Let’s wrap up by looking at an economic analysis of Biden’s plan by the University of Pennsylvania’s Penn Wharton Budget Model.
The overall macroeconomic effects of enacting the AJP, including both its spending and tax provisions, are shown in Table 4. …After the AJP’s new spending ends in 2029, however, its tax increases persist—as a result, federal debt ends up 6.4 percent lower by 2050, relative to the current law baseline. Despite the decline in government debt, the investment-disincentivizing effects of the AJP’s business tax provisions decrease the capital stock by 3 percent in 2031 and 2050. The decline in capital makes workers less productive despite the increase in productivity due to more infrastructure, dragging hourly wages down by 0.7 percent in 2031 and 0.8 percent in 2050. Overall, GDP is 0.9 percent lower in 2031 and 0.8 percent lower in 2050.
Here’s Table 4, which I’ve augmented by circling the two most important statistics.
The immediate lesson from all of this is that Biden’s plan is a boondoggle waiting to happen (just as would have been the case with Trump).
The longer-term lesson is that we should get the federal government out of the business of infrastructure.
‘The Purge’ by Big Tech targets conservatives, including us
Just when we thought the Covid-19 lockdowns were ending and our ability to stay afloat was improving, censorship reared its ugly head.
For the last few months, NOQ Report, Conservative Playbook, and the American Conservative Movement have appealed to our readers for assistance in staying afloat through Covid-19 lockdowns. The downturn in the economy has limited our ability to generate proper ad revenue just as our traffic was skyrocketing. We had our first sustained stretch of three months with over a million visitors in November, December, and January, but February saw a dip.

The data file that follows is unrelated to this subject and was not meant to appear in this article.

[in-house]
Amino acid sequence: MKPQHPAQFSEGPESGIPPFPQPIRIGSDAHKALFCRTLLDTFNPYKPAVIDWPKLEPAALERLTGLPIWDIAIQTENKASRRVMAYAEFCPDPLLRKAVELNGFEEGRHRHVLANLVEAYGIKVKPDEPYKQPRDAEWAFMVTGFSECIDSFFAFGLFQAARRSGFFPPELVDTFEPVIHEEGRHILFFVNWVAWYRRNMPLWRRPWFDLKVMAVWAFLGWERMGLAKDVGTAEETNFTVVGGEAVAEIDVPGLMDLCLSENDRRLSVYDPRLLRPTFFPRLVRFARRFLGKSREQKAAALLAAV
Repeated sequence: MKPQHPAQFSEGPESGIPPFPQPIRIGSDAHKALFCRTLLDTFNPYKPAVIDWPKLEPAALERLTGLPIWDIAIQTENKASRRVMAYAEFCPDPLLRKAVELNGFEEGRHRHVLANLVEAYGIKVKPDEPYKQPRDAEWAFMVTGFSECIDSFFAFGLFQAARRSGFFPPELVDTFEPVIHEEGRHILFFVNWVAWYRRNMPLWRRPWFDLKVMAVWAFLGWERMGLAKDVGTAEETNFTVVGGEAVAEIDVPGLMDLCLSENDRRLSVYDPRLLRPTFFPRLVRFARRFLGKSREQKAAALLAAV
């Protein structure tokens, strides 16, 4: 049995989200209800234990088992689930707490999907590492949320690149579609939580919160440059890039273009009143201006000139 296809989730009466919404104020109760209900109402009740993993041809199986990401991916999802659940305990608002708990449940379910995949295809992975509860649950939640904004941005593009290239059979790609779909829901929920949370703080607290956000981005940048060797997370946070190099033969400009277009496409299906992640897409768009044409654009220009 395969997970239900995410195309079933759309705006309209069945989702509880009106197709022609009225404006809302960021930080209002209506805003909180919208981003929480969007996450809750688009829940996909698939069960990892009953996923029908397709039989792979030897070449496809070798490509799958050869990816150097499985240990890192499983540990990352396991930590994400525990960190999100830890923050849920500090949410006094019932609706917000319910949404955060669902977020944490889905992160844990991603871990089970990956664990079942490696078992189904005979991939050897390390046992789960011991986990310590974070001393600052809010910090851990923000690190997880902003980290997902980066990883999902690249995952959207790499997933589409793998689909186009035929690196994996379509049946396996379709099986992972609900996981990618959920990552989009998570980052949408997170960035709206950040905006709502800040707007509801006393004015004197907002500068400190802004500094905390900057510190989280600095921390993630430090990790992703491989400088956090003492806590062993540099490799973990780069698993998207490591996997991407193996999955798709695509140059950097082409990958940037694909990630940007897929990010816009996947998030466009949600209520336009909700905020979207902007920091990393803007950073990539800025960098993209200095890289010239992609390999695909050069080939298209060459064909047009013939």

It wasn’t just the shortened month. We expected that. We also expected the continuation of dropping traffic from “woke” Big Tech companies like Google, Facebook, and Twitter, but it has actually been much worse than anticipated. Our Twitter account was banned. Both of our YouTube accounts were banned. Facebook “fact-checks” everything we post. Spotify canceled us. Medium canceled us. Apple canceled us. Why? Because we believe in the truth prevailing, and that means we will continue to discuss “taboo” topics.
The 2020 presidential election was stolen. You can’t say that on Big Tech platforms without risking cancellation, but we’d rather get cancelled for telling the truth rather than staying around to repeat mainstream media’s lies. They have been covering it up since before the election and they’ve convinced the vast majority of conservative news outlets that they will be harmed if they continue to discuss voter fraud. We refuse to back down. The truth is the truth.
The lies associated with Covid-19 are only slightly more prevalent than the suppression of valid scientific information that runs counter to the prescribed narrative. We should be allowed to ask questions about the vaccines, for example, as there is ample evidence for concern. One does not have to be an “anti-vaxxer” in order to want answers about vaccines that are still considered experimental and that have a track record in a short period of time of having side-effects, including death. One of our stories about the Johnson & Johnson “vaccine” causing blood clots was “fact-checked” and removed one day before the government hit the brakes on it. These questions and news items are not allowed on Big Tech which is just another reason we are getting canceled.